Devil May Cry 5 Review: Raising hell AND the bar for 2019 Game of the year contenders

“The new character V brings a refreshing and stimulating approach to battle with his summons, a concept alien to the series until now”

Throughout missions, you’ll swap between three playable characters, each harnessing their own distinct fighting style, bringing a welcomed sense of versatility to combat.

Nero and Dante play more traditionally whereas new character V brings a refreshing and stimulating approach to battle with his summons, a concept alien to the series until now.

Mostly abstaining from a fight, you must rack up combos with both your familiars, Griffon and Shadow, before closing in when an enemy is on its last legs to deliver the final blow yourself. It’s more thought-provoking than all-out assault.

You’ll often pick your brains when cycling through the protagonists as you reacquaint yourself with their moves but this only reinforces the more systematic combat DMC encourages.

It adds method to madness and abolishes the desire to mindlessly button mash. Precision timing and amassing immense combos is definitely more favourable for scoring heaps of style points.

A steady flow of enemies not only maintains a remarkable sense of pace throughout that constitutes a brisk and engaging action experience but also provides ample opportunity to master each character.

Whether you’re tackling a pesky new addition to the DMC catalogue of unsettling demons or taking on a colossal boss with a hefty health pool, each shrewdly ensures you fully utilise your skill set.

As missions play out you develop a profound appreciation for how smooth and fluid the combat feels.

Stringing together combos and evading demon jabs by the skin of your teeth offers a gratifying sense of accomplishment.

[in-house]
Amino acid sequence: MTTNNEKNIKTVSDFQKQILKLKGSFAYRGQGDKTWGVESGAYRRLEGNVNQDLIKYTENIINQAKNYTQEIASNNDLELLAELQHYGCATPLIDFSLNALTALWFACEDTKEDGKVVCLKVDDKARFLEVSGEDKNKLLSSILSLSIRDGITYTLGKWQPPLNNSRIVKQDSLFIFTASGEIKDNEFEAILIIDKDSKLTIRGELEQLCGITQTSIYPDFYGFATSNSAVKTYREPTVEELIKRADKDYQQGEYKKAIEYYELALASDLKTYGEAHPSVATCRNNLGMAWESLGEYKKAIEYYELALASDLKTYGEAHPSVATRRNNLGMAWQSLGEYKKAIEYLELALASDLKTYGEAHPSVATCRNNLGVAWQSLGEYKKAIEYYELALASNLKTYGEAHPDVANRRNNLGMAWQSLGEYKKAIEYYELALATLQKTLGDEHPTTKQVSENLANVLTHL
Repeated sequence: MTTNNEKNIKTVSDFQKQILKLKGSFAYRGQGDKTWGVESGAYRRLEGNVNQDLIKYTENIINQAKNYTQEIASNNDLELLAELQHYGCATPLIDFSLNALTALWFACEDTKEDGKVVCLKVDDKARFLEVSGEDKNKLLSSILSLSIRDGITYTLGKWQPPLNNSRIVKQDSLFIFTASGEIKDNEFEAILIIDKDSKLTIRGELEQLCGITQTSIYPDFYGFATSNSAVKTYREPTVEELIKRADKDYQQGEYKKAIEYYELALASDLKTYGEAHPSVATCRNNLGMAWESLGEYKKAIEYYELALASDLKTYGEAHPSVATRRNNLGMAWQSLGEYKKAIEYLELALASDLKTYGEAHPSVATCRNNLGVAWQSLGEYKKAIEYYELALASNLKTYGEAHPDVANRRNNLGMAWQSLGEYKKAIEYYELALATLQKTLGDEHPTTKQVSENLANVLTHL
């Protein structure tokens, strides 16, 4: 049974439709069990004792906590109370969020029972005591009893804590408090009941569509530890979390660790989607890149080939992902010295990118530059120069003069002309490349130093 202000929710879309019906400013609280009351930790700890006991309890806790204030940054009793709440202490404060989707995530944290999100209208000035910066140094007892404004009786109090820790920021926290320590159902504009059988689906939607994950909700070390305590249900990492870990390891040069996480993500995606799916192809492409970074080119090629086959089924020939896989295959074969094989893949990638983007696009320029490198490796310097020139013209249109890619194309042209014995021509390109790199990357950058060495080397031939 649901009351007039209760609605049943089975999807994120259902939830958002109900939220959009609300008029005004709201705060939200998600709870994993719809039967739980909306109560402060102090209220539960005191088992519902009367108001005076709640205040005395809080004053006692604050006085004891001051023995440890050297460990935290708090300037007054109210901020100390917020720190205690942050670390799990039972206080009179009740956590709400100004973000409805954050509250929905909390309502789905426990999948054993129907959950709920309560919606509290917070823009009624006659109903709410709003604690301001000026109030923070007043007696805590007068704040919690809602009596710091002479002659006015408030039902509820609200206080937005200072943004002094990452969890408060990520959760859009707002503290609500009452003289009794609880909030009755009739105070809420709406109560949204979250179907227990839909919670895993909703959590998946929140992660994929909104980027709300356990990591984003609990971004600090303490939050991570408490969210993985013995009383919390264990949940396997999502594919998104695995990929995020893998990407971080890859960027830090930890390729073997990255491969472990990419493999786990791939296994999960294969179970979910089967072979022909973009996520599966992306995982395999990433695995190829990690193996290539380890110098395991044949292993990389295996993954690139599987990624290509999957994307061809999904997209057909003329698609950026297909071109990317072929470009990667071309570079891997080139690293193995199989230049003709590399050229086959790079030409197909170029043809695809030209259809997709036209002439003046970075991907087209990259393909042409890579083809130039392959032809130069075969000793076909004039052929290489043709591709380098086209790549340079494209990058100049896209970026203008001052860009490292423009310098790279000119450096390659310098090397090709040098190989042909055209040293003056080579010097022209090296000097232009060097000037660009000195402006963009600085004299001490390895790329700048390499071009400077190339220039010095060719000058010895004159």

Style seeps from the games every pore and it’s hard to deny that as you polish off a dazzling combo by dragging the Rebellion through grisly demon flesh in slow motion like a true action hero.

Upgrades specific to each character may be exchanged for red orbs, invaluable for matching the difficulty curve.

Gather these from fallen foes or as you venture from the beaten path.

You may salvage some revival orbs on your travels to recuperate your strength for second or third wind following an untimely death or open challenge rooms for an intense, timed well…challenge.

Holding ‘L3’ at any point will direct you towards your objective allowing you to veer off more confidently, a great feature for those overly conscious about being thorough.

On your quest for vengeance, you may also stumble across another player. Yes, Capcom has loosely integrated a multiplayer mode.

It doesn’t deter from the streamline single-player experience the series is renowned for but still exhibits its own sense of charm when you pair up with a randomer in the heat of a tough battle.

Be sure to give them a stylish thumbs-up post-mission if you thought they helped.

The Verdict – 5/5

Don’t let the ‘5’ in the title intimidate you, the game is as much of a warm welcome to the world of Devil May Cry as it is a hard-earned treat for fans. Gameplay is refined and polished constituting a fluid and wonderfully satisfying action experience. Honestly, demolishing an endless stream of fugly demons with outlandish flair and snagging those ‘S’ ranks has never looked and felt so good.

Even post-game the slaughter continues with the return of The Bloody Palace and alternate difficulty options. Joining the ranks as a potential game of the year contender, DMC 5 has paved the way for an even brighter and action-packed future for the franchise.

The Good:

  • V is a refreshing and diverse asset to the roster of playable characters.
  • Modern approach to visuals works hand in hand with traditional DMC – it’s the best of both.
  • Combat is quintessential DMC at it’s very best.
  • Despite being a fifth instalment, still functions as an entry point to the series.

The Bad:

  • The story jumps back and forth on a timeline and can be a pain to follow without your complete undivided attention.

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